If you notice dark blotches on your eye creeping into places it shouldn’t be (namely the iris), then you should get yourself to a doctor or an eye specialist soon as it could be ocular melanoma.

This is a type of cancer that can “develop in the cells that make pigmentation in the eye,” according to (your iris determines your eye color). Meanwhile, skin cancer can show up as basal cell carcinoma on the eyelid and “could even spread to the brain through the eye,” it adds.

Don’t Disregard a Droop

If you have eyelids that are drooping and it’s not a result of being half-asleep, then they might be telling you something more serious is happening.

CBS News explains that droopy eyelids on both sides (called ptosis) can mean you have myasthenia gravis, an autoimmune disease characterized by muscle weakness. Ptosis can also be a sign of a brain tumor – but don’t jump to the worst conclusions, let your doctor sort it out.

Beyond the Surface

While irregularities of the retina can point to high cholesterol as we’ve already mentioned, “cotton-wool spots and blood from broken blood vessels” on the retina can also point to HIV, according to the American Academy of Ophthalmology.

HIV can also cause a host of other eye problems including CMV retinitis (which can cause vision loss), detached retina (which can cause vision loss and blindness), as well as Kaposi sarcoma – a rare form of cancer exclusive to AIDS patients that shows up as purple/red lesions on the eyelids, says the source.

Measuring Up

Unequal pupil sizes (the middle black part of the eye) is a condition called anisocoria, which itself can be harmless or be the clue to a bigger health problem, explains

About 1 in 5-healthy people has slightly different pupil sizes, and eye drops and other medicines can sometimes throw pupil size out of whack temporarily, it notes. But if one is more than 1-mm larger than the other, and doesn’t occur until later in life (and doesn’t resolve on its own), then you could be dealing with a condition of the eye, brain (including an aneurysm), or a nerve disease, it adds.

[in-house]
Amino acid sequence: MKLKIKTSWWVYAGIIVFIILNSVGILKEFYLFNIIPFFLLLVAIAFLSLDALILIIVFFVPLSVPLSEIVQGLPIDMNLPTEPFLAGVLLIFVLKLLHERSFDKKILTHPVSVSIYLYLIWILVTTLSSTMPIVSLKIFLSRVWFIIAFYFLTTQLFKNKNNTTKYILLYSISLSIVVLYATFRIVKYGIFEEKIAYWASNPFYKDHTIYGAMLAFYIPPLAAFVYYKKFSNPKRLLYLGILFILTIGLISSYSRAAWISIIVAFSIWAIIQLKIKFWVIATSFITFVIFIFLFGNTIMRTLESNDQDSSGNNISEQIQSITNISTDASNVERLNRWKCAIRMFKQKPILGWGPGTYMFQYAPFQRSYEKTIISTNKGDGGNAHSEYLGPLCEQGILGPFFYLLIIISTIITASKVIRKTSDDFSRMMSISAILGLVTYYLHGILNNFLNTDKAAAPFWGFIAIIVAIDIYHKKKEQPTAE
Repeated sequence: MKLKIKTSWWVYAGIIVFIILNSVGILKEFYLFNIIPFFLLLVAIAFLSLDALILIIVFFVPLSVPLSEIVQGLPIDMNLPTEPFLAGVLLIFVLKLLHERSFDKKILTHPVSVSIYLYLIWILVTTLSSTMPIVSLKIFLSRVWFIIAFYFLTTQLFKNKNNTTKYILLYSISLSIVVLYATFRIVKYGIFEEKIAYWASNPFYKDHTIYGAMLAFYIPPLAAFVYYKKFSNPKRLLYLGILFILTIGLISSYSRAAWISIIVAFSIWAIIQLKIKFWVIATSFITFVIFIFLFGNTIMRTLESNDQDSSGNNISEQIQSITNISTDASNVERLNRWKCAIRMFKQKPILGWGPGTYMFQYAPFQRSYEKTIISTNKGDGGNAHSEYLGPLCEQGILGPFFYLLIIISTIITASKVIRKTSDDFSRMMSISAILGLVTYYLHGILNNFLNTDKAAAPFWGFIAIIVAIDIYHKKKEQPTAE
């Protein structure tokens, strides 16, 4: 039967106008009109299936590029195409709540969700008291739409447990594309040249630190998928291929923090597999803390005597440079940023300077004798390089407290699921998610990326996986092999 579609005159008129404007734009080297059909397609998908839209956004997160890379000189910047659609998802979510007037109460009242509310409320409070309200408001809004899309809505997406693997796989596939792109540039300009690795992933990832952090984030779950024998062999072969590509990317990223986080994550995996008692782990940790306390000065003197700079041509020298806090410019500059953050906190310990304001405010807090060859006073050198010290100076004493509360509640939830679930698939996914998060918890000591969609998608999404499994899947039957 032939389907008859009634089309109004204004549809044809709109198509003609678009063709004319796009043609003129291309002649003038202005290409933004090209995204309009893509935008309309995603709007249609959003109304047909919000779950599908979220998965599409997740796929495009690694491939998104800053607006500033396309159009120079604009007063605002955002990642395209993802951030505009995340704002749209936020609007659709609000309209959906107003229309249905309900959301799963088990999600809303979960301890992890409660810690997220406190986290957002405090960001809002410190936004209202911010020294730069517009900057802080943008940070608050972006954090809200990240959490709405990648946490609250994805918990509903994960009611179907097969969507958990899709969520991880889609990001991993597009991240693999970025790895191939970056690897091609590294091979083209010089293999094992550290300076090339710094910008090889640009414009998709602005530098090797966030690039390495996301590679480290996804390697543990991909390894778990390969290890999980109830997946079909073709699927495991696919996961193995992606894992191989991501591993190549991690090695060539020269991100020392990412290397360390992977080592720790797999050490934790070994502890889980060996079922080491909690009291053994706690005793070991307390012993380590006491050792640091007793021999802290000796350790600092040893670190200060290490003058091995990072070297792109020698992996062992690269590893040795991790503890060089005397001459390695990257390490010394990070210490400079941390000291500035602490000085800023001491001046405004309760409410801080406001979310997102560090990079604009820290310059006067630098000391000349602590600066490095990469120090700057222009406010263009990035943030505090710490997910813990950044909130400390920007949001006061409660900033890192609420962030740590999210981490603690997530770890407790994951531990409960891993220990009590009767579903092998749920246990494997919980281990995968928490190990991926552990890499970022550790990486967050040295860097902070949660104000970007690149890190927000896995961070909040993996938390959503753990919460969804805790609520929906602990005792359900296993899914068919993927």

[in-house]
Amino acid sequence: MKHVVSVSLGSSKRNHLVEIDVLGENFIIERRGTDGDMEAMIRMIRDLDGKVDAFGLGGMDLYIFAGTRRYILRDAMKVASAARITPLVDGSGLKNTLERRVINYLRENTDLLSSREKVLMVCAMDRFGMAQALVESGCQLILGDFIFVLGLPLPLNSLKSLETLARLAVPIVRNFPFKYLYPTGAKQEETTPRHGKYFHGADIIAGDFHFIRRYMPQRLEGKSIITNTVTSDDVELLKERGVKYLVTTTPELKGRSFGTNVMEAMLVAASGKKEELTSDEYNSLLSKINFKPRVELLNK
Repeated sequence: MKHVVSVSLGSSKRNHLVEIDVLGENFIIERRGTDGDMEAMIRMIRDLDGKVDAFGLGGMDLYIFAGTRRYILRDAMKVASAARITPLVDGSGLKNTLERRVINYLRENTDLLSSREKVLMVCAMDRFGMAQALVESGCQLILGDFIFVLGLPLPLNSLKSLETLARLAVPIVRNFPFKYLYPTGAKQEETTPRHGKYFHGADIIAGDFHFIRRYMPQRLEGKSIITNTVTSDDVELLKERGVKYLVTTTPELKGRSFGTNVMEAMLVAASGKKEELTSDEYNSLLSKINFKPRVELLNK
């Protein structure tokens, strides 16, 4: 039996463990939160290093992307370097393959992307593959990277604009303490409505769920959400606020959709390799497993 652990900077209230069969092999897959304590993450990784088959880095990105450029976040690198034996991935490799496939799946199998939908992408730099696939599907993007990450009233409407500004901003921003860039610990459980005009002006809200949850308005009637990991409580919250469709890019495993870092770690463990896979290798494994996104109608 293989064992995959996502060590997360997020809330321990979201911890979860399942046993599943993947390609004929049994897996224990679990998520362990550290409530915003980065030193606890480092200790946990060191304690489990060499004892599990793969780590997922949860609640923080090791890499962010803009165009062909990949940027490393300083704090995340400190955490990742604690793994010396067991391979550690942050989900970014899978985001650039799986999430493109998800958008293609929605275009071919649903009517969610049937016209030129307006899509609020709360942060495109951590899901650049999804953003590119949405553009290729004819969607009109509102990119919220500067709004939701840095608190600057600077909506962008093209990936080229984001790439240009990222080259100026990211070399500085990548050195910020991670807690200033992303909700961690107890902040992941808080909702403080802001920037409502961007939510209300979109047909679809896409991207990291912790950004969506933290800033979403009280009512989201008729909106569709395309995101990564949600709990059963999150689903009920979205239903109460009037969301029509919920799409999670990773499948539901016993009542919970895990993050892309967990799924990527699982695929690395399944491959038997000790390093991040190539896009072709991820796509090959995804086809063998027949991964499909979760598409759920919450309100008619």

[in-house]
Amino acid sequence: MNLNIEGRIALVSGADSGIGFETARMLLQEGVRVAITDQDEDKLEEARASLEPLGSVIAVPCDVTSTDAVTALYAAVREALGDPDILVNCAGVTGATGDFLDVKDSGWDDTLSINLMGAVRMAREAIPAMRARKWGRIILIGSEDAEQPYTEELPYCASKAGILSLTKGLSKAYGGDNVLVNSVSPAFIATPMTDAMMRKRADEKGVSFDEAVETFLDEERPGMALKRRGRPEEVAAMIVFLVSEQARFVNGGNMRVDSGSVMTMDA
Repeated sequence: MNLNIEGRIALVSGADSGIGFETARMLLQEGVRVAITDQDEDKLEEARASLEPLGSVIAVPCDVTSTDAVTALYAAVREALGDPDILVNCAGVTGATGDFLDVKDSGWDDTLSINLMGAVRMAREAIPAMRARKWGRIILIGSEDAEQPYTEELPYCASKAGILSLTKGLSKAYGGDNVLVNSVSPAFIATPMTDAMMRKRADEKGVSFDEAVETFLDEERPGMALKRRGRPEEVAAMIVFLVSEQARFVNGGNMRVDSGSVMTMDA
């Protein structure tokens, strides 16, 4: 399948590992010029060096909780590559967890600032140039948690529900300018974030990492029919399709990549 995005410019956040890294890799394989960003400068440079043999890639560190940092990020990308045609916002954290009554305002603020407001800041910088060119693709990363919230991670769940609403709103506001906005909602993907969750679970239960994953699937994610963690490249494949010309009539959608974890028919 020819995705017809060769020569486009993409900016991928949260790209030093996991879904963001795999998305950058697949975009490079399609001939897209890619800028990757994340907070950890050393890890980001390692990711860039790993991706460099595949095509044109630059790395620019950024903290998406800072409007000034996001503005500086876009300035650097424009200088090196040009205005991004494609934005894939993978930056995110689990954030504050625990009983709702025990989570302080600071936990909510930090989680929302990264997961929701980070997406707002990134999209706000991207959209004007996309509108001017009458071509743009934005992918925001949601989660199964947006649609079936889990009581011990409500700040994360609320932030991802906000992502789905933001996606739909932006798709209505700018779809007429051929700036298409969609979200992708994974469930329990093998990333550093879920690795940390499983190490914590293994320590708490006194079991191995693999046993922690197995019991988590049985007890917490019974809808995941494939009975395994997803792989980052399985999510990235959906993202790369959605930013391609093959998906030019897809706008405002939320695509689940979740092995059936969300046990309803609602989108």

Unknown Pressures

High blood pressure is a major health problem, but often doesn’t present any symptoms until there’s a health episode. The same holds true for a condition called hypertensive retinopathy, which is caused by high blood pressure and can cause serious eye damage.

WebMD says this eye condition isn’t usually obvious until you go for a routine eye exam to detect retinopathy – although you may experience headaches and vision problems before that, it adds.

Losing Sight of Lenses

If a doctor notices the lenses in one of both of your eyes are slipping out of place due to weakened connective tissues, you may have Marfan Syndrome, according to The Marfan Foundation.

The syndrome is often characterized by extreme height and thinness in people, but there’s more to it than appearance – it can also cause weakness of the aorta carrying blood from the heart, which can rupture and lead to death.

Yellowing of the Eye

If you take a look in the mirror and notice the whites of your eyes are looking a bit yellow you may have a condition called jaundice. Jaundice is a condition where your body has too much bilirubin, a by-product of red blood cell breakdown.

For most people, their liver cleans out the bilirubin from their blood. But when you have too much bilirubin or your liver isn’t working quite right then the yellowish substance can be seen in the eyes. This can be caused by hepatitis, alcoholism, certain medications, liver failure, and sickle cell anemia. If you notice the whites of your eyes are turning yellow it’s best to put a call into your doctor to get things sorted out.


Patty is a freelance health writer and nurse (BSN, CCRN). She has worked as a critical care nurse for over 10 years and loves educating people about their health. When she's not working, Patty enjoys any outdoor activity that she can do with her husband and three kids.